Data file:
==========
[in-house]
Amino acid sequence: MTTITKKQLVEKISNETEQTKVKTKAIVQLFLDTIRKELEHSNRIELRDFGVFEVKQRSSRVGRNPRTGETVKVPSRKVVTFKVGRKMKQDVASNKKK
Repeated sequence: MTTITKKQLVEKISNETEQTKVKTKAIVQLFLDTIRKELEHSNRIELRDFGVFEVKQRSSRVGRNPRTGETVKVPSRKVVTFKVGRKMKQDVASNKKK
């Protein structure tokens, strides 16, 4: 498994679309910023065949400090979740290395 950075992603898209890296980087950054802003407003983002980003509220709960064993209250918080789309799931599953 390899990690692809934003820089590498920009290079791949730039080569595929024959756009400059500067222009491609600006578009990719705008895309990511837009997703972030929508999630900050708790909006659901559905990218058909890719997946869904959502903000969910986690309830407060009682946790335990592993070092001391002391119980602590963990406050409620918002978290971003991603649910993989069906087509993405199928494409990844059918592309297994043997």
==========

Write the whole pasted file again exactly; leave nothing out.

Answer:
[in-house]
Amino acid sequence: MTTITKKQLVEKISNETEQTKVKTKAIVQLFLDTIRKELEHSNRIELRDFGVFEVKQRSSRVGRNPRTGETVKVPSRKVVTFKVGRKMKQDVASNKKK
Repeated sequence: MTTITKKQLVEKISNETEQTKVKTKAIVQLFLDTIRKELEHSNRIELRDFGVFEVKQRSSRVGRNPRTGETVKVPSRKVVTFKVGRKMKQDVASNKKK
């Protein structure tokens, strides 16, 4: 498994679309910023065949400090979740290395 950075992603898209890296980087950054802003407003983002980003509220709960064993209250918080789309799931599953 390899990690692809934003820089590498920009290079791949730039080569595929024959756009400059500067222009491609600006578009990719705008895309990511837009997703972030929508999630900050708790909006659901559905990218058909890719997946869904959502903000969910986690309830407060009682946790335990592993070092001391002391119980602590963990406050409620918002978290971003991603649910993989069906087509993405199928494409990844059918592309297994043997």